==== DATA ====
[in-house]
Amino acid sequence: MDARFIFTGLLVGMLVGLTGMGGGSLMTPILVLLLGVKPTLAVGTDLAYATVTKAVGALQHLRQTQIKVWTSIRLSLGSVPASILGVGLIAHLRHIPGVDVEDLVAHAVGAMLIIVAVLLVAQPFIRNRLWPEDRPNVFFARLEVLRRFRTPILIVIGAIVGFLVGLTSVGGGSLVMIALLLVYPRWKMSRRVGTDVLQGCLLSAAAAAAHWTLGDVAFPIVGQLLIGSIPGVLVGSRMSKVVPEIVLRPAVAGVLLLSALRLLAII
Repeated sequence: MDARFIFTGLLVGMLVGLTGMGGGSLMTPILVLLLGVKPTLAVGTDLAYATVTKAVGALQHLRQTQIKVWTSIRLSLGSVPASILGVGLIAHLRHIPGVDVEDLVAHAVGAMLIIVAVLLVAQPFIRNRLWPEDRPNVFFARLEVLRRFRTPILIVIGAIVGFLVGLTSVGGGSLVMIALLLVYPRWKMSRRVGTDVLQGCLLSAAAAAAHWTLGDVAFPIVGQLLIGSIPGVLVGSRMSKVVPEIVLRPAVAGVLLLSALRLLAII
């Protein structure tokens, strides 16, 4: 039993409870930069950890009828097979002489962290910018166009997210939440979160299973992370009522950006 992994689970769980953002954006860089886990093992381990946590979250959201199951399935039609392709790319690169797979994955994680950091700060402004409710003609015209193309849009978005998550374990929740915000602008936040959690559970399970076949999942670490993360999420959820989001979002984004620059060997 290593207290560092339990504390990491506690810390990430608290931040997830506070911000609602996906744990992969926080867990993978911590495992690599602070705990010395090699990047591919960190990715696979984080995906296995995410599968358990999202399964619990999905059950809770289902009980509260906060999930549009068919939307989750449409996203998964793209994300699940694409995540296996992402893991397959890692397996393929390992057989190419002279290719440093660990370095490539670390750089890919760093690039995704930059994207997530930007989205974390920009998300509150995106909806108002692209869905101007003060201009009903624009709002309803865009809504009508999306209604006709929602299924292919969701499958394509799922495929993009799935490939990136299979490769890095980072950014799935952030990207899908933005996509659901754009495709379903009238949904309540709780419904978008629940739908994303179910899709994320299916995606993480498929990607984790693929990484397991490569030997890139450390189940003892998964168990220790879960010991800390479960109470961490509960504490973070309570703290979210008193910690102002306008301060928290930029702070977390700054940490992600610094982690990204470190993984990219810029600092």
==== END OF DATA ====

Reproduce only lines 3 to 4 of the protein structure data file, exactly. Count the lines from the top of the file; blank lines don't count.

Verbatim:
Repeated sequence: MDARFIFTGLLVGMLVGLTGMGGGSLMTPILVLLLGVKPTLAVGTDLAYATVTKAVGALQHLRQTQIKVWTSIRLSLGSVPASILGVGLIAHLRHIPGVDVEDLVAHAVGAMLIIVAVLLVAQPFIRNRLWPEDRPNVFFARLEVLRRFRTPILIVIGAIVGFLVGLTSVGGGSLVMIALLLVYPRWKMSRRVGTDVLQGCLLSAAAAAAHWTLGDVAFPIVGQLLIGSIPGVLVGSRMSKVVPEIVLRPAVAGVLLLSALRLLAII
């Protein structure tokens, strides 16, 4: 039993409870930069950890009828097979002489962290910018166009997210939440979160299973992370009522950006 992994689970769980953002954006860089886990093992381990946590979250959201199951399935039609392709790319690169797979994955994680950091700060402004409710003609015209193309849009978005998550374990929740915000602008936040959690559970399970076949999942670490993360999420959820989001979002984004620059060997 290593207290560092339990504390990491506690810390990430608290931040997830506070911000609602996906744990992969926080867990993978911590495992690599602070705990010395090699990047591919960190990715696979984080995906296995995410599968358990999202399964619990999905059950809770289902009980509260906060999930549009068919939307989750449409996203998964793209994300699940694409995540296996992402893991397959890692397996393929390992057989190419002279290719440093660990370095490539670390750089890919760093690039995704930059994207997530930007989205974390920009998300509150995106909806108002692209869905101007003060201009009903624009709002309803865009809504009508999306209604006709929602299924292919969701499958394509799922495929993009799935490939990136299979490769890095980072950014799935952030990207899908933005996509659901754009495709379903009238949904309540709780419904978008629940739908994303179910899709994320299916995606993480498929990607984790693929990484397991490569030997890139450390189940003892998964168990220790879960010991800390479960109470961490509960504490973070309570703290979210008193910690102002306008301060928290930029702070977390700054940490992600610094982690990204470190993984990219810029600092």